In Arizona, the parties to a divorce can agree that, in the future, a dissolution decree cannot be modified. By statute, a court cannot alter a separation agreement that prohibits future modifications. But there is an exception—when one of the parties lies or withholds information from the court.
Nancy S. McNeil petitioned husband Robert Hoskyns for dissolution of marriage in 2005, and he agreed to pay her $5000 monthly in temporary child and spousal support. Because of a mistake involving automatic bank transfers, however, he began unwittingly paying her twice that amount. McNeil knew she was being overpaid, but never told her husband.
In 2007, at the trial for their marital dissolution, the parties agreed that Hoskyns would continue to pay $5000 per month for six years, an amount that could not be modified or terminated. The court specifically asked the parties if there were any payments outstanding. McNeil said he still owed $2500. His wife said nothing about the fact that, because of duplicate payments, he had actually overpaid $85,000. The overpayments continued, but McNeil still did not tell her husband or the court.
Two years later, McNeil filed a Petition to Enforce Spousal Maintenance claiming that her husband owed her $14,000. At the time, she knew he had paid her far more than he owed. A court-ordered accounting finally revealed the overpayment, and Hoskyns asked for relief. His wife, however, then claimed he owed $49,000 in arrears. She also threatened to try to have his dentist’s license revoked and filed a petition for contempt that resulted in her husband being briefly jailed.
After a series of hearings, the court decided that McNeil had committed fraud on the court on three occasions. The court vacated all previous orders requiring Hoskyns to pay arrears, terminated his obligation to pay further support, and fined his ex-wife $5000 for “repeated fraud and misrepresentations.”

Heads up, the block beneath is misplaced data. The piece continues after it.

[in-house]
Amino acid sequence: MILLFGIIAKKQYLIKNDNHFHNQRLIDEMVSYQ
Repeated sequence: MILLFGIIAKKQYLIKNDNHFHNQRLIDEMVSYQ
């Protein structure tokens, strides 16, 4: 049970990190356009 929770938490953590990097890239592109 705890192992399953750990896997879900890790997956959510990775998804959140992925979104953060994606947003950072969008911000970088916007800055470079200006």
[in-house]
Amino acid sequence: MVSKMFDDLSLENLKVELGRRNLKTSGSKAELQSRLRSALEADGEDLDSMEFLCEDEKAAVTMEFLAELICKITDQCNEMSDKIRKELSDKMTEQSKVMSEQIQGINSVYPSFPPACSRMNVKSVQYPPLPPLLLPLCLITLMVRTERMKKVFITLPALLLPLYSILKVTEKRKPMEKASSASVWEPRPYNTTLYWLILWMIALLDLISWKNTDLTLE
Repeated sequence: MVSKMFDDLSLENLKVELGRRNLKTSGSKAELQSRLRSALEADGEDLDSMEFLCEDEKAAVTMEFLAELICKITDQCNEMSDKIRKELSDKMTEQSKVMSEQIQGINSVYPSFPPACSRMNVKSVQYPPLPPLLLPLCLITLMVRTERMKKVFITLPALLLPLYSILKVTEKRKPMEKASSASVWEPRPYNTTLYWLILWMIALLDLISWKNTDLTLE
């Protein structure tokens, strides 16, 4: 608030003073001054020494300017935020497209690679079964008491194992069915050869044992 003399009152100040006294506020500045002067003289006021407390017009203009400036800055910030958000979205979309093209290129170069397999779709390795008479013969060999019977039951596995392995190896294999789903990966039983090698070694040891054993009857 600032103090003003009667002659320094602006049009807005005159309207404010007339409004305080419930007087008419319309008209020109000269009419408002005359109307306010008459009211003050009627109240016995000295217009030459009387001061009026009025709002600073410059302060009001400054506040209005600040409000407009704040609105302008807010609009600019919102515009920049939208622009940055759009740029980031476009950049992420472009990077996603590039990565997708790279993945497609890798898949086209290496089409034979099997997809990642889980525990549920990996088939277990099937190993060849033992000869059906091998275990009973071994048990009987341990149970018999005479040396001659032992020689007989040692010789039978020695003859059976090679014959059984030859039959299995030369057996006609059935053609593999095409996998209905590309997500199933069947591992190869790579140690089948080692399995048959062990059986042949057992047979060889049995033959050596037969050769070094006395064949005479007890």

She appealed the termination of support, claiming that, by statute, the court could not change a decree that was non-modifiable and non-terminable. The Arizona Court of Appeals upheld the lower court’s order, however, saying that the statute did not apply when there was fraud on the court.
In divorce, it is common for the parties seek maximum advantage in spousal and child support arrangements. That strategy can backfire, however, if one of the parties is less than honest with the court. It can even lead to the modification or termination of payments. If you are contemplating dissolution of marriage or if you have already divorced and are still in conflict with your ex, the experienced matrimonial law attorneys at Nirenstein Garnice can help you find a just solution to your problems. Based in Scottsdale, Arizona, we have years of experience handling all types of divorce and domestic relations issues, including spousal support and child custody disputes. Contact us today at (480)351-4804 for a confidential consultation.